Teachers Receive COVID-19 Vaccine

It has been nearly a year since COVID-19 took over the world, shutting down schools, businesses, and society. We are all now very familiar with masks, social distancing, and terms such as “unprecedented” and “new normal.” The health industry has finally made some headway after a year of developing the COVID vaccine. A handful of companies such as Moderna and Pfizer have successfully rolled out vaccines and are quickly distributing them around the world.

Our very own D38 teachers are receiving the opportunity to get their first vaccine shot (out of two), starting last weekend. Principal Dr. Bramschreiber has pledged to take the vaccine, as well as dozens of teachers across the district. Though D38 is working with the Colorado Health Department and encourage all teachers to get the vaccine, they are not requiring it.

“D38 isn’t actually implementing the vaccine. The vaccine is going to be implemented through El Paso County, department of public health… and Centura Health. We’re actually focusing on our energies into a collaboration with Centura Health in hopes that they will be our primary conduit to the vaccinations,” said Rick Frampton, student services director.

The Health Department is randomly choosing teachers from districts across the state to receive the vaccination in mass groups. It may take up to 4-6 weeks for teachers to get the first vaccine, then they would have to wait 3-4 weeks for their second dose. “Depending on how fast [teachers get vaccinations], we’ll be able to use that information to make a determination of when we can reopen,” said Frampton.

Outside of vaccinations, teachers are also being encouraged to order the BinaxNOW COVID test. Frampton has used the tests himself, saying, “I received through Amazon a box that has six COVID tests in it. It came in less than 24 hours. What that test is designed to do is, we call it ‘serial testing for healthy people.’ It enables our teachers to test on a regular interval… every Sunday afternoon. Every teacher tests themselves at home and the BinaxNOW gives them a rapid 15-minute result and the hope is that when we’re testing someone, and the result is asymptomatic positive, we would catch that early so they don’t bring it to school and spread that to everyone else… That should be starting as early as Monday [February 8].”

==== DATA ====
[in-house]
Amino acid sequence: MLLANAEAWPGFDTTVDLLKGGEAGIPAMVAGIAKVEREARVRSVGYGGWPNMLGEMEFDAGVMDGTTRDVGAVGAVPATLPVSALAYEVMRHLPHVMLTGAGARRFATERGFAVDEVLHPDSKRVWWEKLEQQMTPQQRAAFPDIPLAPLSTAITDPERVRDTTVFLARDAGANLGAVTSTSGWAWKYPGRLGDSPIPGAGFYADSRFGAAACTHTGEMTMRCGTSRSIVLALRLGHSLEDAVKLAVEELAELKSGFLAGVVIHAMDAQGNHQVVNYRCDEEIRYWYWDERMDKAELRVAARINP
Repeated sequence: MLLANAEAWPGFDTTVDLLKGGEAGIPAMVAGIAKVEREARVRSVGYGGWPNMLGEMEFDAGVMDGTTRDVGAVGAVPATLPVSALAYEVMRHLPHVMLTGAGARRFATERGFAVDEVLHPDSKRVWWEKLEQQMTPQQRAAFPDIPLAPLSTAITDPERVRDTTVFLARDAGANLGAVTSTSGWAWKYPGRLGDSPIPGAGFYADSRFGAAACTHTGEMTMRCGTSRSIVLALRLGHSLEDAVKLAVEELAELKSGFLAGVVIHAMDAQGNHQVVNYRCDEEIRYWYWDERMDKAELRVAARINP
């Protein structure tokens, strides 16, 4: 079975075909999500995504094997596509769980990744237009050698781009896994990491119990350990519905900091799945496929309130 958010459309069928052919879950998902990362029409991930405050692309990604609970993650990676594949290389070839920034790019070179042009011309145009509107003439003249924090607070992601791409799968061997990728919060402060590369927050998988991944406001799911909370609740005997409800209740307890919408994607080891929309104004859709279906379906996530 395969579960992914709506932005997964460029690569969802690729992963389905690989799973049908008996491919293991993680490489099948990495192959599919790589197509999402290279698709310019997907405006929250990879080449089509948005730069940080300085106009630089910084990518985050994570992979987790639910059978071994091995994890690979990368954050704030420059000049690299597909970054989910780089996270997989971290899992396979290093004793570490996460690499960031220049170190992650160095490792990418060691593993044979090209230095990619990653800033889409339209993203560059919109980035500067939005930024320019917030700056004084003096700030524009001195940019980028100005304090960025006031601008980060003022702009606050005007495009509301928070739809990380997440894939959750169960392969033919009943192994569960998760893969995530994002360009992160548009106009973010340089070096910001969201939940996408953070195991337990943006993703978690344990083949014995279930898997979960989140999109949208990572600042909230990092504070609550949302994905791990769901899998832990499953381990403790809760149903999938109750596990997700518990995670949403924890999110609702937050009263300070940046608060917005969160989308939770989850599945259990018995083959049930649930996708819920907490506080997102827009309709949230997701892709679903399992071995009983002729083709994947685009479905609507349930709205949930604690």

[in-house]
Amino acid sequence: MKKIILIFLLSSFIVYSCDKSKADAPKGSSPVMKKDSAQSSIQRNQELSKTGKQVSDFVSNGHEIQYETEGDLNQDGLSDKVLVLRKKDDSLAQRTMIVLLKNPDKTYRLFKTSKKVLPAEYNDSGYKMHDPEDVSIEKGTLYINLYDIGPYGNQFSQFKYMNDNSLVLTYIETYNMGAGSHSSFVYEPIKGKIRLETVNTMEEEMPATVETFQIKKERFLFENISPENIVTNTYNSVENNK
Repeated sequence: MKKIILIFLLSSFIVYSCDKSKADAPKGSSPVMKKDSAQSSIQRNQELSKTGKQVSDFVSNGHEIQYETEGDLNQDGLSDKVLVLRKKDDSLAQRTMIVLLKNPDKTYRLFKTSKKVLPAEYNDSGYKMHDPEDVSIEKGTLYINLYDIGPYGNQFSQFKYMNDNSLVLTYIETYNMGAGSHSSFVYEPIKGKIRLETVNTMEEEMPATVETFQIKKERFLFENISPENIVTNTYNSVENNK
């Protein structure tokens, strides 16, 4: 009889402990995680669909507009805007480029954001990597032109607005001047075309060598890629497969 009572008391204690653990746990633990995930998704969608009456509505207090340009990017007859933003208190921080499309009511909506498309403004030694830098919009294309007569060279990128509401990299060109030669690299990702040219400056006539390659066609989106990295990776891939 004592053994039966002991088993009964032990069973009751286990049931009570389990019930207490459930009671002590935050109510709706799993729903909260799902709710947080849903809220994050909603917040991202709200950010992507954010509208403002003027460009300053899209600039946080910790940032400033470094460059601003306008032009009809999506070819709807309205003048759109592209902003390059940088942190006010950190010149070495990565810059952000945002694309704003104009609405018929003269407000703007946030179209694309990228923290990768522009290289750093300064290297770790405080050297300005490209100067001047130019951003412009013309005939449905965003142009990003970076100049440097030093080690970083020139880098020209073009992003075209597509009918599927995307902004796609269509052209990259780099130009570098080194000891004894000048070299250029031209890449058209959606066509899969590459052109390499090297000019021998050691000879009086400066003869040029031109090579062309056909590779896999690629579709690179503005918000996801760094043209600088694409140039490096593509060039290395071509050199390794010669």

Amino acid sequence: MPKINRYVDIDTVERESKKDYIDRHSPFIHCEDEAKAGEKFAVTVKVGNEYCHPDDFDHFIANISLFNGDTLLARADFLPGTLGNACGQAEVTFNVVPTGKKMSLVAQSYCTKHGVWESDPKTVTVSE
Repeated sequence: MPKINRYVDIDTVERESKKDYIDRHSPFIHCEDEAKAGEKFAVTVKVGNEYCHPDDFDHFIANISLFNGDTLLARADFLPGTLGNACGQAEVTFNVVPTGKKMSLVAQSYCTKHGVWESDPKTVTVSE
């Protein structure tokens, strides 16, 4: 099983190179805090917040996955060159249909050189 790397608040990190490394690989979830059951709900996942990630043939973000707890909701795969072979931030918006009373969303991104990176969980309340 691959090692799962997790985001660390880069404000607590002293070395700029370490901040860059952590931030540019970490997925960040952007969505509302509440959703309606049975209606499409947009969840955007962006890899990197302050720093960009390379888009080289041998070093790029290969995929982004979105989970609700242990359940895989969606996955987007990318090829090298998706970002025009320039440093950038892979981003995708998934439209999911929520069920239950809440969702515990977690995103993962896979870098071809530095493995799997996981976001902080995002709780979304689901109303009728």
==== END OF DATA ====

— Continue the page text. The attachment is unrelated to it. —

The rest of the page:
In regards to how the distribution of vaccines could affect next year, Frampton states, “I hope that next school year looks like last school year and that we put this behind us and we’re able to do full in-person, all the time, everywhere. I don’t know if it’s going to go back to normal, what we had before; [we may have] to continually have cleaning protocols in place… We will follow the same recommendations that the Health Department provides everybody.”

Mr. and Mrs. Patrick of PRHS got their vaccines a few weekends ago, at Memorial North.

“I was originally scheduled to get vaccinated at a mass event for teachers at the World Arena on February 14th, but it was canceled due to the sub-zero weather. Fortunately, Mrs. Patrick and I were able to get in at Memorial North on the 15th for our first dose,” said Mr. Patrick. “They had a very efficient system with about five stations set up, and it only took about 15 minutes once we checked in. I don’t like needles, but it really didn’t hurt at all! My arm was pretty sore for a couple of days though.”

Vaccinations at UC Health. Photo by Luxe Palmer

Though some Americans have been voicing their concerns over the vaccines, including their safety, effectiveness, and relatively recent development, Mr. Patrick had no hesitations. “The vaccine really represents hope for an end to the pandemic, and I was very excited when the Pfizer-BioNTech and Moderna vaccines were approved. Because I am older and we have been in-person since August, I have been very anxious to be vaccinated. I’ve had no concerns or hesitations in getting vaccinated, as these vaccines are very safe and highly effective,” he said.

Mr. Patrick adds, “My belief is that everyone should be vaccinated as soon as possible. The vaccine is what can get us past the pandemic and restore a sense of normality again to our society and to the economy. For our schools, it is especially important!”

The vaccine will continue to be distributed to teachers and, eventually, the rest of the community. Some debate whether the vaccine is a sure sign of the end of the pandemic and its subsequent “new normal,” but it is a definite step towards the future.